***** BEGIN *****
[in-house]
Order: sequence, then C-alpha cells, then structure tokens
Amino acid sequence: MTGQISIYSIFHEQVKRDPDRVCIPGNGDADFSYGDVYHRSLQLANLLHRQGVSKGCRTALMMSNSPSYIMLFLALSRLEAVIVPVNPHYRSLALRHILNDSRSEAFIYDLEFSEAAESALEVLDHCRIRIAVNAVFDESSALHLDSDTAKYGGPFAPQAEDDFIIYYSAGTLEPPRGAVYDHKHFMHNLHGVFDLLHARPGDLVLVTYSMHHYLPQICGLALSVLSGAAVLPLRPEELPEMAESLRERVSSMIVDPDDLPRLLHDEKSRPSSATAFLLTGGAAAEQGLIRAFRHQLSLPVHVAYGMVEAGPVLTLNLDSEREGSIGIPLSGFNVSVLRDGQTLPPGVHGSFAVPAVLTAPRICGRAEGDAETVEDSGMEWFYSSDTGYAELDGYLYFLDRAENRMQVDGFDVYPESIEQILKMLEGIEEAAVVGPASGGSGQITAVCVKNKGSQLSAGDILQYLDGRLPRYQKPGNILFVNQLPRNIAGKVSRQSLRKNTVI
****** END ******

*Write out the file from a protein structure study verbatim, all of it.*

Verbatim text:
[in-house]
Order: sequence, then C-alpha cells, then structure tokens
Amino acid sequence: MTGQISIYSIFHEQVKRDPDRVCIPGNGDADFSYGDVYHRSLQLANLLHRQGVSKGCRTALMMSNSPSYIMLFLALSRLEAVIVPVNPHYRSLALRHILNDSRSEAFIYDLEFSEAAESALEVLDHCRIRIAVNAVFDESSALHLDSDTAKYGGPFAPQAEDDFIIYYSAGTLEPPRGAVYDHKHFMHNLHGVFDLLHARPGDLVLVTYSMHHYLPQICGLALSVLSGAAVLPLRPEELPEMAESLRERVSSMIVDPDDLPRLLHDEKSRPSSATAFLLTGGAAAEQGLIRAFRHQLSLPVHVAYGMVEAGPVLTLNLDSEREGSIGIPLSGFNVSVLRDGQTLPPGVHGSFAVPAVLTAPRICGRAEGDAETVEDSGMEWFYSSDTGYAELDGYLYFLDRAENRMQVDGFDVYPESIEQILKMLEGIEEAAVVGPASGGSGQITAVCVKNKGSQLSAGDILQYLDGRLPRYQKPGNILFVNQLPRNIAGKVSRQSLRKNTVI